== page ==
JERUSALEM, Israel – While Turkey continues its invasion into northeast Syria, the country is now taking aim at the Mediterranean Sea.
Turkey signed a deal with Libya’s internationally recognized government on Nov. 27 over who controls the Mediterranean.
The agreement designates new maritime boundaries between the two nations in the eastern Mediterranean and signals both countries’ attempts to stake claims in these highly coveted waters.
Turkey’s pro-government news outlet Daily Sabah reports that the country’s maritime borders now extend from Turkey’s southwestern coast to the Derna-Tobruk coast of Libya – a move that essentially cuts the Mediterranean in half.
Egypt called the deal “illegal” and Greece said it was “verging on the ridiculous” because Turkey is ignoring the existence of the Greek island of Crete between the coasts of Turkey and Libya.
The deal ratchets up the already high tensions between Turkey and Greece. Ankara insists on drilling off the coast of the disputed island of Cyprus – which is divided between Greece and the “Turkish Republic of Northern Cyprus,” a de facto state that is recognized by no one in the world except Turkey.
Jerusalem Post Middle East analyst and After ISIS author Seth Frantzman argues that the deal is a blatant power grab by Turkish President Recep Tayyip Erdogan and an attempt to revive the Ottoman Empire.
“Turkey is trying to assert itself across the swath of Iraq, Syria and now all the way to Libya, with its eyes set on having power not seen since the Ottoman Empire more than 100 years ago,” Frantzman argues.
Turkey’s assertion of power over the Mediterranean has a rippling effect on the entire region, starting with Libya, which has been embroiled in a brutal civil war since 2011.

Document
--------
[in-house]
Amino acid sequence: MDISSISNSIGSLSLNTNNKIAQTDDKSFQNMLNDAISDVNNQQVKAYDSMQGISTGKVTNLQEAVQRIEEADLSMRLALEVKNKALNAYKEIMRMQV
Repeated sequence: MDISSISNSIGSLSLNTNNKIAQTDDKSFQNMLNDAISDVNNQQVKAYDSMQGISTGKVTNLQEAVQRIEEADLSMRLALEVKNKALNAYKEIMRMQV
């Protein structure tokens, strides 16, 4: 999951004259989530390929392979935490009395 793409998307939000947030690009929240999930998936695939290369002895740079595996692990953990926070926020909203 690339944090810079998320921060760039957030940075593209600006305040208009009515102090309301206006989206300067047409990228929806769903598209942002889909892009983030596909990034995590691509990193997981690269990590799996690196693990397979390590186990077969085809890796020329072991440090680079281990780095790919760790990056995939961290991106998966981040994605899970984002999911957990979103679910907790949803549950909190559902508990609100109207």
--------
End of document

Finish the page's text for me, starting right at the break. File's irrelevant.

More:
“Turkey wants the economic access and strategic corridor linking its coastline to Libya. This is no small amount of water because it bypasses Cyprus and Greece across 800 km. of open water to an area of Libya controlled by Haftar’s forces. In essence, Turkey swept in to strong-arm Libya’s government because the government is weak and Turkey knows that the government can sign away areas it doesn’t even control,” Frantzman said.
Greece is now especially vulnerable and Athens will appeal to NATO for support.
The deal also threatens energy partnerships between Cyprus, Greece, Israel and Italy and plans for an EastMed pipeline that would connect eastern Mediterranean gas resources to Europe.
“Turkey is throwing down a gauntlet over the pipeline concept, saying in essence: “No, we control this area between Turkey and Libya, and we now cut the Mediterranean in half,” Frantzman said.
He suggests Turkey is trying to “strong-arm” the international community through unrestrained aggression and secret deals like the one Ankara just made with Libya.
“This is Turkey’s strategy everywhere. Give the world a fait accompli, whether by bombing in northern Iraq, invading Syria or sending troops to Qatar in 2017. Turkey is expanding every day and threatening other countries, whether insulting France or comparing Israel to Nazi Germany, as it did at the UN. For Turkey, there is no restraint, but the country also works quietly behind the scenes to engineer things like this Mediterranean deal.”
Turkey has signaled the Mediterranean agreement is only the beginning.
"Despite political disagreements (with some regional countries), this deal might result in the signing of further deals," said Mustafa Başkara, an academic from Ankara Social Sciences University.